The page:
Currency markets are reacting to the possibility of a  U.S. debt default, with the Japanese yen and Swiss franc exchange traded funds (ETFs) making gains while the debt debate continues. Does this mean markets have already priced in some sort of U.S. default?

The CurrencyShares Japanese Yen Trust (NYSEArca: FXY) is up more than 4% for the past month; and up nearly 2% for the past two weeks. The strength in the yen is signaling Japan’s finance ministry to warn Tokyo that further upside in the yen is not a favorable move.

Leiko Kihara for Reuters reports the U.S. dollar slid to a low of 76.25 yen based on concerns about the default or downgrade of the U.S. credit market. [ETF Spotlight: CurrencyShares Japanese Yen (FXY).]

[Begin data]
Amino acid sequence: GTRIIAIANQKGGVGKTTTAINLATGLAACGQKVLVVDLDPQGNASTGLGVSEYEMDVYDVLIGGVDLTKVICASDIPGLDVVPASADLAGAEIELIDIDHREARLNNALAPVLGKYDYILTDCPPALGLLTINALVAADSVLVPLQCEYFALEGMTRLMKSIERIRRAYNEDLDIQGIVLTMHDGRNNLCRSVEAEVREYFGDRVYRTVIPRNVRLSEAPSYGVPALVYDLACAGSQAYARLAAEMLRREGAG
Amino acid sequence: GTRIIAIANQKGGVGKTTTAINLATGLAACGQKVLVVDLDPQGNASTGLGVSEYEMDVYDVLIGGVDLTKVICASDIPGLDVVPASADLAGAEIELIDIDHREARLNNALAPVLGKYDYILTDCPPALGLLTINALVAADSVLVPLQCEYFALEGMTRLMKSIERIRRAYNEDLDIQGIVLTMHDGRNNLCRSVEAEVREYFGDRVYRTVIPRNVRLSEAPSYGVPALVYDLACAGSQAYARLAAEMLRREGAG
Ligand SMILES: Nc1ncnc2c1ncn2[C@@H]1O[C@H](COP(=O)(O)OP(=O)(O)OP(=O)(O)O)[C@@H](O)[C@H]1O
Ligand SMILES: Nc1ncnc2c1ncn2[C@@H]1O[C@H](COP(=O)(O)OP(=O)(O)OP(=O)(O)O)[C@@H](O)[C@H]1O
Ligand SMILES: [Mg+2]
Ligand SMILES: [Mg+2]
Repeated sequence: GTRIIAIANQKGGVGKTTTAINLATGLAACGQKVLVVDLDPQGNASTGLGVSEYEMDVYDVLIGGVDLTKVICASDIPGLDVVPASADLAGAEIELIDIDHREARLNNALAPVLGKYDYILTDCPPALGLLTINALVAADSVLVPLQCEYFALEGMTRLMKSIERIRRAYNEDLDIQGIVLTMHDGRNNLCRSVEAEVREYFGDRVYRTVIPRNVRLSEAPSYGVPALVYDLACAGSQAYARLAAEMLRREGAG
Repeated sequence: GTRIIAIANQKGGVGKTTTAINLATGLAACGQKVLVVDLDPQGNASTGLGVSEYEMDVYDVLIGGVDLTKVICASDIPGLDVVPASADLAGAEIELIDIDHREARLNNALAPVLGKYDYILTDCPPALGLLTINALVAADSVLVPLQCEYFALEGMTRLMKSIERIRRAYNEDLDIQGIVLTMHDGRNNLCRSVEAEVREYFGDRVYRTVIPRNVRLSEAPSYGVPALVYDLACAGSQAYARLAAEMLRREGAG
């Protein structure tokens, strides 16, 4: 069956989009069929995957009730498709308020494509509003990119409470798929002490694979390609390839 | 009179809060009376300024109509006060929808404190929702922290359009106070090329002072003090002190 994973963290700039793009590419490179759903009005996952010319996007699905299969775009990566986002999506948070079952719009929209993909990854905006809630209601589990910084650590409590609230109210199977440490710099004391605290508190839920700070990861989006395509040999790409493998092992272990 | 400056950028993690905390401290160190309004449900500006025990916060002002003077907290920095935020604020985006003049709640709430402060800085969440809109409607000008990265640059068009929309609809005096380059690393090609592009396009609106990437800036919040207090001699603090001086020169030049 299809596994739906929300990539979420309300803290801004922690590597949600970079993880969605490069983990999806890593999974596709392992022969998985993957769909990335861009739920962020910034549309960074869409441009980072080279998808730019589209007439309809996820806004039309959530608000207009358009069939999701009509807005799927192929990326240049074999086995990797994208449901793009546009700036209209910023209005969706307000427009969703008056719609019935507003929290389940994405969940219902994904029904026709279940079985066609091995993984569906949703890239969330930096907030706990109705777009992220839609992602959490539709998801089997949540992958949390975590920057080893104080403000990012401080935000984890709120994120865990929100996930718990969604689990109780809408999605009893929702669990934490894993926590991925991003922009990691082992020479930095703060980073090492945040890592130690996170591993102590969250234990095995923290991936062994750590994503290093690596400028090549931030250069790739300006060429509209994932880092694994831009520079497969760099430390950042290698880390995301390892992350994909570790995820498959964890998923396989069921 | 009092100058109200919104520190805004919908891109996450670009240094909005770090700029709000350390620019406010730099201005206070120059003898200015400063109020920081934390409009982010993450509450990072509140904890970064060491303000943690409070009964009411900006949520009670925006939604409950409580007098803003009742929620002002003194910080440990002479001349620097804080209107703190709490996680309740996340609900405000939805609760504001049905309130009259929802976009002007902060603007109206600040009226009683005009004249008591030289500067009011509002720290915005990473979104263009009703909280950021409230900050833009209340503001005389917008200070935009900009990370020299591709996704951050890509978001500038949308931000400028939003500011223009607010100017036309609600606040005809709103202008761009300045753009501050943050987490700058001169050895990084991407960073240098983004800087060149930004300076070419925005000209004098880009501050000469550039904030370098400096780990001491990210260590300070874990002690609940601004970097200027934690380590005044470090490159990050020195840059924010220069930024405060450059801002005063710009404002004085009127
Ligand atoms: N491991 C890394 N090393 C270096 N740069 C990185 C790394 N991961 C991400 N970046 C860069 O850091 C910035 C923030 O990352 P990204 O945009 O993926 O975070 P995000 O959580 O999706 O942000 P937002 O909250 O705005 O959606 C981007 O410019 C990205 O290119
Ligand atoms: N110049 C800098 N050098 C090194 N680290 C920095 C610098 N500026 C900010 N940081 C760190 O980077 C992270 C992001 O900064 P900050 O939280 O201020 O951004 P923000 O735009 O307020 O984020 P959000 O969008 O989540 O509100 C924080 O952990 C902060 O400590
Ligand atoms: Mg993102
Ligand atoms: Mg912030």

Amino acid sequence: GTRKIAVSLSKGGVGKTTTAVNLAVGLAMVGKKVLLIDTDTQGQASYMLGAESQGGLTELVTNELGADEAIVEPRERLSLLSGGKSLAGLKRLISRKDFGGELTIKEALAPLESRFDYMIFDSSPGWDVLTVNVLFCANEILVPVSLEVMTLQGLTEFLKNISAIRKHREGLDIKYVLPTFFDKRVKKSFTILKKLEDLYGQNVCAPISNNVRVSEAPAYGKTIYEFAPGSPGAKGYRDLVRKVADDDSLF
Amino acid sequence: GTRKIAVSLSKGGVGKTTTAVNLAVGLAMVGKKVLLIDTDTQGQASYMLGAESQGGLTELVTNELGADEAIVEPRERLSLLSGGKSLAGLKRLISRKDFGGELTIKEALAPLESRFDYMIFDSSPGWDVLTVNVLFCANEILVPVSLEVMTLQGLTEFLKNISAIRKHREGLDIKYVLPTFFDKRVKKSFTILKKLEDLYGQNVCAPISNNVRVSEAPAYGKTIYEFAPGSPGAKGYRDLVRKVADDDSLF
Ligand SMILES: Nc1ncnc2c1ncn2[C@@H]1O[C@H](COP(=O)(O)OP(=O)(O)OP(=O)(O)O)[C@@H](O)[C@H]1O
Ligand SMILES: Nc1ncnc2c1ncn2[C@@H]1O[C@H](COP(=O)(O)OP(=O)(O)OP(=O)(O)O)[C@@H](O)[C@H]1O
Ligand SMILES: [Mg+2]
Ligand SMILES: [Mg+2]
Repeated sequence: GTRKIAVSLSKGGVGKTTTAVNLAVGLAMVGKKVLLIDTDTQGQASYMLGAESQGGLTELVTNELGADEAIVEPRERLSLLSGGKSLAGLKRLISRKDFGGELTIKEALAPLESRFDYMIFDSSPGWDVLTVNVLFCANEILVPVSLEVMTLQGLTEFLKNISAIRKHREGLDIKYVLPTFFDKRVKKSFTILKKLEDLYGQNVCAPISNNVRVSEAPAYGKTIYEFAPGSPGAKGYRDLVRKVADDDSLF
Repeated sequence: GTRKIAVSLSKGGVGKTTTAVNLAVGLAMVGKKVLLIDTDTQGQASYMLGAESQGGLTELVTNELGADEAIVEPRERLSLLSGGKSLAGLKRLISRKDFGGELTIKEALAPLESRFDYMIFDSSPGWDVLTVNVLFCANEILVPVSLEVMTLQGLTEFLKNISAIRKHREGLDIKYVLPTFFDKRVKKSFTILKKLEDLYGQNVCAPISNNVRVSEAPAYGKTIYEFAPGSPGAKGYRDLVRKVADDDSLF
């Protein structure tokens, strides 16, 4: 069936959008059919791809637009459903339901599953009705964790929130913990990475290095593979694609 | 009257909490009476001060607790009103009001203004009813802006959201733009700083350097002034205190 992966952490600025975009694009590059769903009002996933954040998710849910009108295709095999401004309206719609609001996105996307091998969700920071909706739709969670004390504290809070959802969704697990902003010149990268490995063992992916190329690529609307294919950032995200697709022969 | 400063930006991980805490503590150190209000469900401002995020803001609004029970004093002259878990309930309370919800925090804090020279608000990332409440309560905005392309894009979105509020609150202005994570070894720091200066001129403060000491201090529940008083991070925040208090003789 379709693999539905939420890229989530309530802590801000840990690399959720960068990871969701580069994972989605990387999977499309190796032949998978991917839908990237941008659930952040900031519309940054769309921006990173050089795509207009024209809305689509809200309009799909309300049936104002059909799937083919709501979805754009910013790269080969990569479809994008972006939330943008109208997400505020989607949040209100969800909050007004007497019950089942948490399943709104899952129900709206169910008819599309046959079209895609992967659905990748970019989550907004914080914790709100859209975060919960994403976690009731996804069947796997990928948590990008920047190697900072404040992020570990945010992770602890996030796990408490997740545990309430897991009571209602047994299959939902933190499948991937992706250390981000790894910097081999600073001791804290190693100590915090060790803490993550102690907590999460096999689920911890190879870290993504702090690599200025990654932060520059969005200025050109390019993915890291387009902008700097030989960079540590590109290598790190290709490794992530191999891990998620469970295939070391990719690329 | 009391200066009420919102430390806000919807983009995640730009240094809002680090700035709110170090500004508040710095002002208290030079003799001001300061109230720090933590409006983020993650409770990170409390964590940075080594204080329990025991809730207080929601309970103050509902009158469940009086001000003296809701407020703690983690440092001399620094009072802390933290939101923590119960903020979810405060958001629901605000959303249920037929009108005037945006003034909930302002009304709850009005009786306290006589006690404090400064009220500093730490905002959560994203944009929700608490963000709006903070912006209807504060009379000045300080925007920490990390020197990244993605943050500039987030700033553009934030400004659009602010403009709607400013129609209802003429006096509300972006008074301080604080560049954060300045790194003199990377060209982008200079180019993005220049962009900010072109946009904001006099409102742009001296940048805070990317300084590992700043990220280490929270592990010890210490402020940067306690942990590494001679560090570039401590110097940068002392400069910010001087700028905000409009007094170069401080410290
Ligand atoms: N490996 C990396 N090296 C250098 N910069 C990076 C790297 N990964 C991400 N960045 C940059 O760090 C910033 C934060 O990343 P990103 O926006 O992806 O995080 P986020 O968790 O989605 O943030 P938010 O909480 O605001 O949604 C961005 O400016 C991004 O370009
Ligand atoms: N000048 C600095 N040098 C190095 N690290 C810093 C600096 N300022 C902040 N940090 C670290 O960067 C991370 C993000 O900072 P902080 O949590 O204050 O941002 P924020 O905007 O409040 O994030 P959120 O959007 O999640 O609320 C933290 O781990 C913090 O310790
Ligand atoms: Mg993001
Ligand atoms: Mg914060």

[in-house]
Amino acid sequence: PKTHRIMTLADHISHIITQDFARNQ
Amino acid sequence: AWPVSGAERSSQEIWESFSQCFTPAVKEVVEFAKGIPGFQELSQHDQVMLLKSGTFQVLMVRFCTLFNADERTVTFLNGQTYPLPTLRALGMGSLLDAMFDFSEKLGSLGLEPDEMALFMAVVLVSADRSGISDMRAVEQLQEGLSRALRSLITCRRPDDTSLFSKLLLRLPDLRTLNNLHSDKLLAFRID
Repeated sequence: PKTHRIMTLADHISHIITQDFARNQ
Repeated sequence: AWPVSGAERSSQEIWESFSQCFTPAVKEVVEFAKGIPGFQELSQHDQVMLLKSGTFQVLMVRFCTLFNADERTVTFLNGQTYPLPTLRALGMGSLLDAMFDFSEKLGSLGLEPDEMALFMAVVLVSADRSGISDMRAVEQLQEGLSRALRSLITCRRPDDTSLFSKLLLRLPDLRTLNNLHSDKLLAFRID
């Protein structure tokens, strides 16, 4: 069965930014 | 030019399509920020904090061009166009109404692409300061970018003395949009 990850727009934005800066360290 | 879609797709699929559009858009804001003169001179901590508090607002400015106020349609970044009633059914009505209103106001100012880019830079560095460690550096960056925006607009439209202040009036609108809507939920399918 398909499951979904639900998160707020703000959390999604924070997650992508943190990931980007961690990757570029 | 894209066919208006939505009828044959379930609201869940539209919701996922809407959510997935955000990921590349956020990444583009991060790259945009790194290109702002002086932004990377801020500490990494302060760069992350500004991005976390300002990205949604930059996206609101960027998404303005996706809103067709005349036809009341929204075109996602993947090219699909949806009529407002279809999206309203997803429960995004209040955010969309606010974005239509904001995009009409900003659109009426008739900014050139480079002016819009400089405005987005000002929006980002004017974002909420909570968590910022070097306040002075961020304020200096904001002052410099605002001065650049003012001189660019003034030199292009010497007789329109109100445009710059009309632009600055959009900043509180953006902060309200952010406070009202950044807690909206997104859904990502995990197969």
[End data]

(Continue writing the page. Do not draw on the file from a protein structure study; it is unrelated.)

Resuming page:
“We have only been able to say that we are watching market moves carefully. But our stance is clear. We will take decisive action against excessive exchange rate volatility. I’d like to carefully examine how long we can leave current (exchange-rate) moves unattended,” said Japan’s Finance Minister Yoshihiko Noda, on Reuters.

“The yens rise is not driven by domestic factors but by changes in global money flows…The changes are occurring for a limited time period until August 2, so I hope the yens rise will prove temporary,” said Economics Minister Kaoru Yosano for Reuters. [Gain Exposure to Currency Movements with ETFs.]

Also of note, the euro continues to feel pressure as the concerns over the euro zone crisis remain elevated. This has helped fuel the strength of the Swiss franc. Blue-chip companies in Switzerland are warning that the stronger currency has taken a toll on results, and that an intervention may be the next step, reports Anita Greil and John Revill for The Wall Street Journal. [Swiss Franc Hits Fresh Peak On Debt Jitters.]

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